Opera Synopsis: The Jewels Of The Madonna

Opera synopsis: Libretto summary of The Jewels of the Madonna, an opera by Ermanno Wolf-Ferrari with a look at the original reaction to its themes.

The Jewels of the Madonna is a veristic opera in three acts written by the Italo-German composer Ermanno Wolf-Ferrari at the beginning of the twentieth century. At the time of publication it enjoyed some success in Germany and England. Unfortunately, the topics it dealt with were not considered very appropriate for the stage, especially in Catholic Italy, where the opera was not performed until 1953. It is the presentation of these topics we are to observe more closely, rather than the musical virtuosity of the composer (who insists on using an abnormal number of instruments, anything from toy trumpets to Putipu's, organs and church bells).

Act one opens, without an overture, with a bustling street scene in contemporary Naples with a large number of street salesmen pitching their wares, children running around, beggars, monks and one of the main characters, Gennaro, the local blacksmith, sitting in the background. It is the feast day of the Madonna, and everyone is outdoors to celebrate this religious festival. We find out that Gennaro is not joining in the festivities because he is in love. Unfortunately, the object of his desire is his younger adoptive sister, Maliella, who is kept indoors by her overprotective mother and brother so as not to fall in love.

As the feast progresses outside, Maliella throws a tantrum and, contrary to her family, goes out and joins the fun. She turns out to be a centrepiece of entertainment to the crowds by dancing and singing to everyone's pleasure (bar her brother, who tries to force her back indoors). As this goes on, a young man, Rafaele, the leader of the Camorra, a group of local roughians, catches her eye and vice versa. He begins to woo her, as this is one of the few ladies in the neighbourhood he has not yet had. In order to gain her affection, he offers to steal the jewels off of the statue of the Madonna, a crime of unutterable sacrilege, just when the procession of the Madonna reaches its religious climax as the statue is paraded through the town square in a spectacular finale to the first act.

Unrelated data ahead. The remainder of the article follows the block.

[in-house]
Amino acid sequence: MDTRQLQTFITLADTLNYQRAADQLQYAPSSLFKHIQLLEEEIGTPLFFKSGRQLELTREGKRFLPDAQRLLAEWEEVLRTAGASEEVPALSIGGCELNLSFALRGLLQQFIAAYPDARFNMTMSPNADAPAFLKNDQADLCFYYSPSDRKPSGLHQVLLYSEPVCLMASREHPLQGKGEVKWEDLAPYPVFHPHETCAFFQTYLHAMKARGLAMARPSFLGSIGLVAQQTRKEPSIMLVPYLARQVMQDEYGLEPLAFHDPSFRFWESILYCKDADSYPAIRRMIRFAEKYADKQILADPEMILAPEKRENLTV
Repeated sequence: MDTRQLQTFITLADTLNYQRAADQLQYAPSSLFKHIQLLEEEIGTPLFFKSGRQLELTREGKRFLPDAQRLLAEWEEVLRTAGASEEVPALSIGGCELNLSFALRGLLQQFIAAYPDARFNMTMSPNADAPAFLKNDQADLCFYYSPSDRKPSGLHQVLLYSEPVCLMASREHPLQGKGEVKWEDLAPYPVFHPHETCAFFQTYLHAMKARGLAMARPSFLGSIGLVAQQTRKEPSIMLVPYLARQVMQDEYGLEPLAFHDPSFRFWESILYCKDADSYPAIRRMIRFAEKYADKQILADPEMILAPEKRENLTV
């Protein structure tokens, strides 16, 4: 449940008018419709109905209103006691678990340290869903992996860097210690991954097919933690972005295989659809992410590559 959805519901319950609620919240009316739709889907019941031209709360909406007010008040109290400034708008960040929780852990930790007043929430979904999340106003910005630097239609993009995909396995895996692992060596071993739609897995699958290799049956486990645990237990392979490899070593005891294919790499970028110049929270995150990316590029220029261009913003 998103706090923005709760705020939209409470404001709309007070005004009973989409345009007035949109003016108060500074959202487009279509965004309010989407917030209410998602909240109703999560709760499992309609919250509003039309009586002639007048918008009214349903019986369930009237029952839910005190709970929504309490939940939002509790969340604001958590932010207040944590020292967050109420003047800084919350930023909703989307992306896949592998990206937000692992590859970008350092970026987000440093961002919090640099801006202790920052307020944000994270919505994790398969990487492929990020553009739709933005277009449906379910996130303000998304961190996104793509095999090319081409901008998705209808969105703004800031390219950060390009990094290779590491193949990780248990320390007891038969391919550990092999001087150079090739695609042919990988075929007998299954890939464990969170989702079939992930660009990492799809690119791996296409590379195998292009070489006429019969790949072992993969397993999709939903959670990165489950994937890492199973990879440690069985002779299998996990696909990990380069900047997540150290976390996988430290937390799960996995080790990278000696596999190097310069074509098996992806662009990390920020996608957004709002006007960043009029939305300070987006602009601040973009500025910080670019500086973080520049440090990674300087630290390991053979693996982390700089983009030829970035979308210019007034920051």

The second act takes place, after a short musical interlude, in the back yard of Maliella and Gennaro's home. Maliella, by now having fallen in love with Rafaele, decides to leave the house, but is prevented by Gennaro. A lengthy duet follows where Gennaro admits to loving her. Unfortunately for Gennaro, Maliella is outraged and thinks him insane - they are brother and sister and such love is not natural. She goes on to tell of the virtues of Rafaele, and Gennaro finds out that Rafaele was prepared to steal the jewels of the Madonna for her. Gennaro, insulted and hurt beyond belief, agonises over his decision for a short period, and eventually walks off into the distance with his tools, locking the house and garden behind him, with Maliella in it.